Gifts and Presence

A couple of weeks ago I had the privilege of preaching to the central congregation of Living Rock Church on the gifts of the Spirit.

It's a simple message based on the nature and function of the gifts in general. In particular their importance in making the presence of God manifest in the midst of his people. My texts were Exodus 33 and 1 Corinthians 12.

I've had a lot of positive feedback that the message was simple, clear, accessible, practical and helpful.

If you would like to listen to it online it is available over at the Living Rock Church website.


Unbreakable (2)

He keeps all his bones; not one of them is broken. (Ps 34:20)

Then Daniel said to the king, “O king, live forever! My God sent his angel and shut the lions' mouths, and they have not harmed me, because I was found blameless before him; and also before you, O king, I have done no harm.” (Da 6:21-22)

And the king commanded, and those men who had maliciously accused Daniel were brought and cast into the den of lions — they, their children, and their wives. And before they reached the bottom of the den, the lions overpowered them and broke all their bones in pieces. (Da 6:24)

In a previous post I started to explore some of the significance of Christ's bones being unbroken. I want to continue these musings with the help of a parallel passage from the Old Testament prophets.

The account of Daniel in the lion's den is very familiar to us - or at least we think it is. On closer inspection though we find, amidst the familiarity, some striking parallels with the account of Christ in the tomb: the stone that was rolled over the entrance and sealed with an official seal; the running at the first light of day to see if he was alive; the man who should have been dead being raised up alive; the enemies of God defeated and crushed, and the good news proclaimed throughout all the kingdom.

Once we have spotted this connection we find another intriguing detail: the behaviour of the lions when the opponents of Daniel were cast in. You would have expected hungry lions to have eaten, torn or mauled. But what did these lions do? They broke their bones.

So Daniel was spared from this fate. Not only was he spared from the lions' mouth, but he was spared from their bone-breaking... In another parallel with Christ, not one of his bones was broken.

This helps us explore the significance of Christ's bones being unbroken, because in the Daniel passage we have more detail: the lions overpowered them and broke all their bones in pieces.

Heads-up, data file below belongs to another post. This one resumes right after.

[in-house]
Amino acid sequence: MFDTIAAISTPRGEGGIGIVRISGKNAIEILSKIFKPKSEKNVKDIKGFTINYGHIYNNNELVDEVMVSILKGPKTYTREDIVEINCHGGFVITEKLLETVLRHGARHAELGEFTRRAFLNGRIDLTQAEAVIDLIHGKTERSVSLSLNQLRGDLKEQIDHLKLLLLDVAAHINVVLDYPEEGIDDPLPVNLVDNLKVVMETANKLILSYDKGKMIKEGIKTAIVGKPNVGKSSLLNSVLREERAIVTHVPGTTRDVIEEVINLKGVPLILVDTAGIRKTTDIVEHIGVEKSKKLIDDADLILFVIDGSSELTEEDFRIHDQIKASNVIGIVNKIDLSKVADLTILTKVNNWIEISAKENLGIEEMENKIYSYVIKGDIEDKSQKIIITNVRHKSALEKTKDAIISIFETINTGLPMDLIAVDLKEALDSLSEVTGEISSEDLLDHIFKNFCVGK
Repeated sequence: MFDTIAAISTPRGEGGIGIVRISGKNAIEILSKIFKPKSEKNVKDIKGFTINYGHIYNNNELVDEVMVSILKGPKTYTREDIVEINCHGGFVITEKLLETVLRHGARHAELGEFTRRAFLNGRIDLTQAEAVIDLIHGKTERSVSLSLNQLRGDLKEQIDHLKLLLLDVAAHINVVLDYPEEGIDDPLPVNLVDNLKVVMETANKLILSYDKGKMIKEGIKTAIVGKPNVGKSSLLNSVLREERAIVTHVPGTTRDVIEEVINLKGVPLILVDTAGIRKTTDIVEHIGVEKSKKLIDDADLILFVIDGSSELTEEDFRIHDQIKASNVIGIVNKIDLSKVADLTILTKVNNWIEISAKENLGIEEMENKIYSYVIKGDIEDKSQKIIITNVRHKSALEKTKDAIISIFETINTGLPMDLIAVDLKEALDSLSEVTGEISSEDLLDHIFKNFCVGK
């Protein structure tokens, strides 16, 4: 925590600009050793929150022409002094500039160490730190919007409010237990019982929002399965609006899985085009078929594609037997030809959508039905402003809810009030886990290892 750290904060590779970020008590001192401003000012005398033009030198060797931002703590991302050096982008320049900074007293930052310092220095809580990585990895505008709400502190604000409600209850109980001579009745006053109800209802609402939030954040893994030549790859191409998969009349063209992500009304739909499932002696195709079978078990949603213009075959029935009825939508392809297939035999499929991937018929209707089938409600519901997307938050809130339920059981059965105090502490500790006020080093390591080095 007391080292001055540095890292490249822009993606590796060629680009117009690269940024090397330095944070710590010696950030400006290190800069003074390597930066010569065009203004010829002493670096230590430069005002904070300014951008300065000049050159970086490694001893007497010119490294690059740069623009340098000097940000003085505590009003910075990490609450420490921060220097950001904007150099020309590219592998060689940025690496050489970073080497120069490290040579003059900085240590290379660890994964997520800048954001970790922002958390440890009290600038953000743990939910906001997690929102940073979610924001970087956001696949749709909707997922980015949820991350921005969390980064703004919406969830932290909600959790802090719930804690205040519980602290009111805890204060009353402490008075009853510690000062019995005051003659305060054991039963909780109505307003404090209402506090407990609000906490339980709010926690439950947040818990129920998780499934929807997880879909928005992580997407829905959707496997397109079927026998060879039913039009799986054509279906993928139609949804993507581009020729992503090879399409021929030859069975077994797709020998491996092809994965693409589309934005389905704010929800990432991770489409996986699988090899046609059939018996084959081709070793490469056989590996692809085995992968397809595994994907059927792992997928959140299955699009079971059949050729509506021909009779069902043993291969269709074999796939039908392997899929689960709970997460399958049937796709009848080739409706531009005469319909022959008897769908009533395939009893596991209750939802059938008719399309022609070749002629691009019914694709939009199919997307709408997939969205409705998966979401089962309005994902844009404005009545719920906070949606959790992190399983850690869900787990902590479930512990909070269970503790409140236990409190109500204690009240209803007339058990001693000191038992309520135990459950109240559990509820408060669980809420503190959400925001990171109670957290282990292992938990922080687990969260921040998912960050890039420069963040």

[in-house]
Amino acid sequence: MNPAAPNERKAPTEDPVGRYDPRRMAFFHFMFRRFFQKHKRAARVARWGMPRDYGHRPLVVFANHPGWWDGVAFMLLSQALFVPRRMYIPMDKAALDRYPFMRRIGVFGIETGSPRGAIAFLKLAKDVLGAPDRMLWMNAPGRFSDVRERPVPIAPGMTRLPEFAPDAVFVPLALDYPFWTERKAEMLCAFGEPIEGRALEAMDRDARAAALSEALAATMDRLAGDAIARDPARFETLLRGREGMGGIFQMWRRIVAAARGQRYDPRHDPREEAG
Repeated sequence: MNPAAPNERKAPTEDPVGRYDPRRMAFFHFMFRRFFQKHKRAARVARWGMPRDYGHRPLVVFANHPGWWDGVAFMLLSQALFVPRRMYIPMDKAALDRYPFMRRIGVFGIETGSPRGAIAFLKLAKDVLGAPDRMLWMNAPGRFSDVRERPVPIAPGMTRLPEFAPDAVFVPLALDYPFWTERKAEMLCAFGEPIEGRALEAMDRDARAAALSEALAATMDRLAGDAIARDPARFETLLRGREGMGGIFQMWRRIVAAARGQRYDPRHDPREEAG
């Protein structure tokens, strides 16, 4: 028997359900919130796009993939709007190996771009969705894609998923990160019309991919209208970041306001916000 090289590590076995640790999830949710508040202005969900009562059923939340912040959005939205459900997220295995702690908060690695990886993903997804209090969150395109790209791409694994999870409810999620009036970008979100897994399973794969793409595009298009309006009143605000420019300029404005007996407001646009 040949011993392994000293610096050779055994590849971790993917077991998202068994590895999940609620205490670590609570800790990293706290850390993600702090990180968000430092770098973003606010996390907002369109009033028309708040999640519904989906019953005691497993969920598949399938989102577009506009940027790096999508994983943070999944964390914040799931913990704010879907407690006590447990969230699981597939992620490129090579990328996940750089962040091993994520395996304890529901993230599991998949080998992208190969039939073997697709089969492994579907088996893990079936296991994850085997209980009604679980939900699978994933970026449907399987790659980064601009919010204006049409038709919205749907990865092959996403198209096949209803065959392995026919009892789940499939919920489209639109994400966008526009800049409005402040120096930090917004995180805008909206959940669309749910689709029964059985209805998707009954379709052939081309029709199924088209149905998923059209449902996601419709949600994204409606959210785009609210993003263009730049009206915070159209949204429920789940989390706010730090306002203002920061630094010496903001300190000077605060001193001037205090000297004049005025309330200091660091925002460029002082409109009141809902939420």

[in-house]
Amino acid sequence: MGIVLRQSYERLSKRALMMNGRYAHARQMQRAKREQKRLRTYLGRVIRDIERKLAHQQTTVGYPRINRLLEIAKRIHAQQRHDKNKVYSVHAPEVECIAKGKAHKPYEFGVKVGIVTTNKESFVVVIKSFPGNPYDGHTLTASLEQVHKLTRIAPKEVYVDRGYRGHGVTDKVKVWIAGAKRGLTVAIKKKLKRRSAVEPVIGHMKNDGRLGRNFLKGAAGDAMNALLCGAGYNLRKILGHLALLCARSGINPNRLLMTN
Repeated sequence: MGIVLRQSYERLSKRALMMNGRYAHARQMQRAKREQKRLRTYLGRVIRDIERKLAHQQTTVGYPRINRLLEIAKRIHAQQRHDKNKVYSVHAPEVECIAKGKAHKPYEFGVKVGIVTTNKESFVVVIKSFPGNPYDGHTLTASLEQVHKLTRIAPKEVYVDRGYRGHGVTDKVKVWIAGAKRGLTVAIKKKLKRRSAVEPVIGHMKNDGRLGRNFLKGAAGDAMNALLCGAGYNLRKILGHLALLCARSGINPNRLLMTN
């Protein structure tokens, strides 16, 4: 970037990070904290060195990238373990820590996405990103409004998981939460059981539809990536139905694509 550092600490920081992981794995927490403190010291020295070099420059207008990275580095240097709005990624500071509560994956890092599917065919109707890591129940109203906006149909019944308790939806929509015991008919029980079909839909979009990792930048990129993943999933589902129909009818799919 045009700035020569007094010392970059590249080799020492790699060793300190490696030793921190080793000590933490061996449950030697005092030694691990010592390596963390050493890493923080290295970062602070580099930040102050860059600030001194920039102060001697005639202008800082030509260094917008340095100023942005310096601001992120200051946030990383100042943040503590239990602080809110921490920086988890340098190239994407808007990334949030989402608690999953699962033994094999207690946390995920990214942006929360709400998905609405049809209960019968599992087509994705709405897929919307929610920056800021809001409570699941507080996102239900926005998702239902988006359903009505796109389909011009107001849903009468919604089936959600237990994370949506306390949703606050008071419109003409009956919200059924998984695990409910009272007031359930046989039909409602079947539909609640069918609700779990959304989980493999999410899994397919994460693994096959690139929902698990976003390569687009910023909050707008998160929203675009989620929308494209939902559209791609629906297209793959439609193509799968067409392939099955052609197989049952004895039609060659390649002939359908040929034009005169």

Broken bones are for those who have been overpowered, unbroken bones for those who have overcome!

God has sent his messenger, Jesus, to shut the mouth of our accuser who prowls like a lion. There is no condemnation for those who are in him. The enemy has lost his power to harm us, because in Christ we are now blameless before the King. He was not overpowered by any power of the enemy - rather he overcame them all - and in him, so can we!


Bread in the desolate place

And the disciples said to him, “Where are we to get enough bread in such a desolate place to feed so great a crowd?” (Mt 15:33)

But Moses said, “The people among whom I am number six hundred thousand on foot, and you have said, ‘I will give them meat, that they may eat a whole month!’ Shall flocks and herds be slaughtered for them, and be enough for them? Or shall all the fish of the sea be gathered together for them, and be enough for them?” And the Lord said to Moses, “Is the Lord's hand shortened? Now you shall see whether my word will come true for you or not.” (Nu 11:21-23)

My friend Roger has recently written a post on the subject of giving in faith in the midst of financial difficulties, which I strongly recommend. I don't have much to add to his post, other than my own reflections on the subject from the two scriptures quoted above.

When we have a natural need our natural response is to look for a natural means to meet that need. There is nothing wrong with this... unless of course we try to squeeze God into the same box!

Faith understands. It understands that God is not limited by the natural means of meeting a need that we can perceive with our own observation or understanding. If we don't know how God is going to do something that doesn't mean God can't do it. In fact God delights to work that way, because that's the realm where faith has to operate.

It doesn't take much faith to trust God for a need that can be met by our pay packet that is coming through at the end of the week - even though we acknowledge that God is the source of all our regular income just as much as any miraculous provision. But when we are in a desolate place in need of bread - that is where our faith must kick in. That is where it is truly revealed whether we really believe what we say about the nature of God's faithfulness. It is where the source of our reliance is unveiled - our own ability to provide - or the Lord's mighty arm.

When we need bread in the desolate place the correct response is not to make a decision based on the little we have in our hands, but to respond in faith and obedience to whatever God tells us to do.